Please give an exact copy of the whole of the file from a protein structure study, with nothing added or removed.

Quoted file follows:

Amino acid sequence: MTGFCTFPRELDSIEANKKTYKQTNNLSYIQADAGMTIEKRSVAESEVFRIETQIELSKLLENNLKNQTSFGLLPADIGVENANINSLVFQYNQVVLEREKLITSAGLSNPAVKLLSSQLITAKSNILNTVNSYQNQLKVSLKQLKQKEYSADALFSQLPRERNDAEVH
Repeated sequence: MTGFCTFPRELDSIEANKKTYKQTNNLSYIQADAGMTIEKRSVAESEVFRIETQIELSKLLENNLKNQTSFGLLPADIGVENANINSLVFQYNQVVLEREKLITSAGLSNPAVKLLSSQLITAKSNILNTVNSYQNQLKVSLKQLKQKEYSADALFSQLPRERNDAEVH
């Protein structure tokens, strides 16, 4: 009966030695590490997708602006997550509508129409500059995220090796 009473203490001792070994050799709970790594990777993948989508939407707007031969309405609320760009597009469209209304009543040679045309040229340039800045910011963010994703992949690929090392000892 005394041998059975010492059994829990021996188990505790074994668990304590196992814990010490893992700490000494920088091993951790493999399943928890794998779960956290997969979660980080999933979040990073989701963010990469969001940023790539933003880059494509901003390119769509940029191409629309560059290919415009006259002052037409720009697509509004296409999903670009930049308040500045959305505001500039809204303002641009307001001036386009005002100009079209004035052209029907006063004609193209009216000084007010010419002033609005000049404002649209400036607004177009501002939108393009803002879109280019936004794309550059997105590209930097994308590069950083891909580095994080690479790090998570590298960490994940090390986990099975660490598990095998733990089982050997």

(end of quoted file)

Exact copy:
Amino acid sequence: MTGFCTFPRELDSIEANKKTYKQTNNLSYIQADAGMTIEKRSVAESEVFRIETQIELSKLLENNLKNQTSFGLLPADIGVENANINSLVFQYNQVVLEREKLITSAGLSNPAVKLLSSQLITAKSNILNTVNSYQNQLKVSLKQLKQKEYSADALFSQLPRERNDAEVH
Repeated sequence: MTGFCTFPRELDSIEANKKTYKQTNNLSYIQADAGMTIEKRSVAESEVFRIETQIELSKLLENNLKNQTSFGLLPADIGVENANINSLVFQYNQVVLEREKLITSAGLSNPAVKLLSSQLITAKSNILNTVNSYQNQLKVSLKQLKQKEYSADALFSQLPRERNDAEVH
């Protein structure tokens, strides 16, 4: 009966030695590490997708602006997550509508129409500059995220090796 009473203490001792070994050799709970790594990777993948989508939407707007031969309405609320760009597009469209209304009543040679045309040229340039800045910011963010994703992949690929090392000892 005394041998059975010492059994829990021996188990505790074994668990304590196992814990010490893992700490000494920088091993951790493999399943928890794998779960956290997969979660980080999933979040990073989701963010990469969001940023790539933003880059494509901003390119769509940029191409629309560059290919415009006259002052037409720009697509509004296409999903670009930049308040500045959305505001500039809204303002641009307001001036386009005002100009079209004035052209029907006063004609193209009216000084007010010419002033609005000049404002649209400036607004177009501002939108393009803002879109280019936004794309550059997105590209930097994308590069950083891909580095994080690479790090998570590298960490994940090390986990099975660490598990095998733990089982050997």